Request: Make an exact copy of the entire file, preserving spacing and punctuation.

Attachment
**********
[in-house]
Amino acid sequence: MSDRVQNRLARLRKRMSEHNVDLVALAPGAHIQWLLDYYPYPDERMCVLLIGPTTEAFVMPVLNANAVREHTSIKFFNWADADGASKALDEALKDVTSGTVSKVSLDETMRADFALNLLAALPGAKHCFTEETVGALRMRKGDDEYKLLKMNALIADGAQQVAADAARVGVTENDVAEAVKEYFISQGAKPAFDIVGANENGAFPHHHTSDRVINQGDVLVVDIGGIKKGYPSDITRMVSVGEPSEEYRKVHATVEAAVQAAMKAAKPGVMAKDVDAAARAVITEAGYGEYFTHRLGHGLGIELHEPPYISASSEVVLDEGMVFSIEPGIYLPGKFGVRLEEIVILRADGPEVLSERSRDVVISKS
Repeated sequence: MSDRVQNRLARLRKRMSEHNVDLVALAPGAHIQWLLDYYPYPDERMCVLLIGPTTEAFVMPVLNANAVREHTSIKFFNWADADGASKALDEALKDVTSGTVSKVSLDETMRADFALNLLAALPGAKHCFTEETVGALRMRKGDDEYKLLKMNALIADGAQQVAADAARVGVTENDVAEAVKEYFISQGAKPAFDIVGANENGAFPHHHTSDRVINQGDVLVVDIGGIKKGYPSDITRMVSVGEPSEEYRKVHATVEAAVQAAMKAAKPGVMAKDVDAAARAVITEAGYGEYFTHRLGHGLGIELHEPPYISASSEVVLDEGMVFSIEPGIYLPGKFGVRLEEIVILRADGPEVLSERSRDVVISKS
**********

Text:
[in-house]
Amino acid sequence: MSDRVQNRLARLRKRMSEHNVDLVALAPGAHIQWLLDYYPYPDERMCVLLIGPTTEAFVMPVLNANAVREHTSIKFFNWADADGASKALDEALKDVTSGTVSKVSLDETMRADFALNLLAALPGAKHCFTEETVGALRMRKGDDEYKLLKMNALIADGAQQVAADAARVGVTENDVAEAVKEYFISQGAKPAFDIVGANENGAFPHHHTSDRVINQGDVLVVDIGGIKKGYPSDITRMVSVGEPSEEYRKVHATVEAAVQAAMKAAKPGVMAKDVDAAARAVITEAGYGEYFTHRLGHGLGIELHEPPYISASSEVVLDEGMVFSIEPGIYLPGKFGVRLEEIVILRADGPEVLSERSRDVVISKS
Repeated sequence: MSDRVQNRLARLRKRMSEHNVDLVALAPGAHIQWLLDYYPYPDERMCVLLIGPTTEAFVMPVLNANAVREHTSIKFFNWADADGASKALDEALKDVTSGTVSKVSLDETMRADFALNLLAALPGAKHCFTEETVGALRMRKGDDEYKLLKMNALIADGAQQVAADAARVGVTENDVAEAVKEYFISQGAKPAFDIVGANENGAFPHHHTSDRVINQGDVLVVDIGGIKKGYPSDITRMVSVGEPSEEYRKVHATVEAAVQAAMKAAKPGVMAKDVDAAARAVITEAGYGEYFTHRLGHGLGIELHEPPYISASSEVVLDEGMVFSIEPGIYLPGKFGVRLEEIVILRADGPEVLSERSRDVVISKS